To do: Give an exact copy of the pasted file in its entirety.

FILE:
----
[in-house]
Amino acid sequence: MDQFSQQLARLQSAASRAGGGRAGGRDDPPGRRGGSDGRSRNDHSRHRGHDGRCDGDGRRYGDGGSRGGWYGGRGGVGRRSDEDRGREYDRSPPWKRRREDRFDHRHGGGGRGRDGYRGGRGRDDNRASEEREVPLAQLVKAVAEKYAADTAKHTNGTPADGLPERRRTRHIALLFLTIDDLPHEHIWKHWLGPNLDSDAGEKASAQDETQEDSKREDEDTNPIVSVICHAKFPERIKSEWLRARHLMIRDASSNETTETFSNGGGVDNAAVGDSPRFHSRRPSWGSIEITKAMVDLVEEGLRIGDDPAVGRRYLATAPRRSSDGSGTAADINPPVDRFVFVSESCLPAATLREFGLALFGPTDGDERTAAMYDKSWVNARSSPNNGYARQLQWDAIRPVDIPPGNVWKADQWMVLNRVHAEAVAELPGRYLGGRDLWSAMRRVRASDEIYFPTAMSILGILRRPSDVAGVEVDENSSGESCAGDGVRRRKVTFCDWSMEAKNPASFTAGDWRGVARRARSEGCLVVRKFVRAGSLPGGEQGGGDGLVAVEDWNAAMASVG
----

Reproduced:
[in-house]
Amino acid sequence: MDQFSQQLARLQSAASRAGGGRAGGRDDPPGRRGGSDGRSRNDHSRHRGHDGRCDGDGRRYGDGGSRGGWYGGRGGVGRRSDEDRGREYDRSPPWKRRREDRFDHRHGGGGRGRDGYRGGRGRDDNRASEEREVPLAQLVKAVAEKYAADTAKHTNGTPADGLPERRRTRHIALLFLTIDDLPHEHIWKHWLGPNLDSDAGEKASAQDETQEDSKREDEDTNPIVSVICHAKFPERIKSEWLRARHLMIRDASSNETTETFSNGGGVDNAAVGDSPRFHSRRPSWGSIEITKAMVDLVEEGLRIGDDPAVGRRYLATAPRRSSDGSGTAADINPPVDRFVFVSESCLPAATLREFGLALFGPTDGDERTAAMYDKSWVNARSSPNNGYARQLQWDAIRPVDIPPGNVWKADQWMVLNRVHAEAVAELPGRYLGGRDLWSAMRRVRASDEIYFPTAMSILGILRRPSDVAGVEVDENSSGESCAGDGVRRRKVTFCDWSMEAKNPASFTAGDWRGVARRARSEGCLVVRKFVRAGSLPGGEQGGGDGLVAVEDWNAAMASVG